The department’s campus is very congested with little space for further expansion. Our brief was therefore to maximise the amount of usable space that would be available for the researchers. This has been achieved by using the in-situ concrete frame to create a large, column-free floorplate (approx. 10m x 38m) on each floor which provides the flexibility for research groups to grow and shrink over time.

James Dyson Building at University of Cambridge James Dyson Building at University of Cambridge

The Department set a very challenging annual energy use target of 100kWh/m2 for combined regulated and unregulated energy. This target will be met through a variety of strategies, including extensive use of assisted natural ventilation (using Breathing Building units) with heat recovery, natural daylight, an exposed in-situ concrete structure, photovoltaic arrays and the use of LED lighting. There is no mechanical cooling and the building is highly insulated and has a demandingly low infiltration rate.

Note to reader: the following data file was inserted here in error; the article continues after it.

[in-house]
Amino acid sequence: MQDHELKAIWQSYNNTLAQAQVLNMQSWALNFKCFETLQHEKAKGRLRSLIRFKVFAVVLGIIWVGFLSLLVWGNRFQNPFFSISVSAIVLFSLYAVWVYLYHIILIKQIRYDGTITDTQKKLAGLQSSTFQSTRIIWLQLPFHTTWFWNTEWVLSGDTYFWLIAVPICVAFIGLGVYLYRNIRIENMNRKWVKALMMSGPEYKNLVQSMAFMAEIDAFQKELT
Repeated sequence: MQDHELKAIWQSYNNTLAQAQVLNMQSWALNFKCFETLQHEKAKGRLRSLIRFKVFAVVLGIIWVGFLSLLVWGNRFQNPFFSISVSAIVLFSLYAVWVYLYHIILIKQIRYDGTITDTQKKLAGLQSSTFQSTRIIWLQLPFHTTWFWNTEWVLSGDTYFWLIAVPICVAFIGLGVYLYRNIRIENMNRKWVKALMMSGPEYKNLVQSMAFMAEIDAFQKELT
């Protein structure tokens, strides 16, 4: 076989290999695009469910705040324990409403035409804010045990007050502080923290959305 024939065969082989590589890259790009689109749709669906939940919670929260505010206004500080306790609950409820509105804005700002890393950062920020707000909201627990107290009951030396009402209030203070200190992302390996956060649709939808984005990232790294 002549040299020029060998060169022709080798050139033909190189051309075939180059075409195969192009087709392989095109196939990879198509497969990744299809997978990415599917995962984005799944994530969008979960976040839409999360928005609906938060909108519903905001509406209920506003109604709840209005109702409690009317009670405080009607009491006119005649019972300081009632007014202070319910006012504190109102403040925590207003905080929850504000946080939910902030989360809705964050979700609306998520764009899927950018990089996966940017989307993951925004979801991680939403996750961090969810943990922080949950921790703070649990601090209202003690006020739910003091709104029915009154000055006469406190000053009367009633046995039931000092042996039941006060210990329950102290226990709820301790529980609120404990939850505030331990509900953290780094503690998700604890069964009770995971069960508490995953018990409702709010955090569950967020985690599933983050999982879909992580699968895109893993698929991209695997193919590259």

James Dyson Building at University of Cambridge

The building itself will also be an exciting and innovative research tool. NHA worked with a number of the post-graduate research groups to provide opportunities for monitoring the building structure and incorporate materials or components into discrete areas of the building. These include the incorporation of sensors within the building structure as well as the discreet use of innovative materials such as negative carbon blockwork using magnesium etc.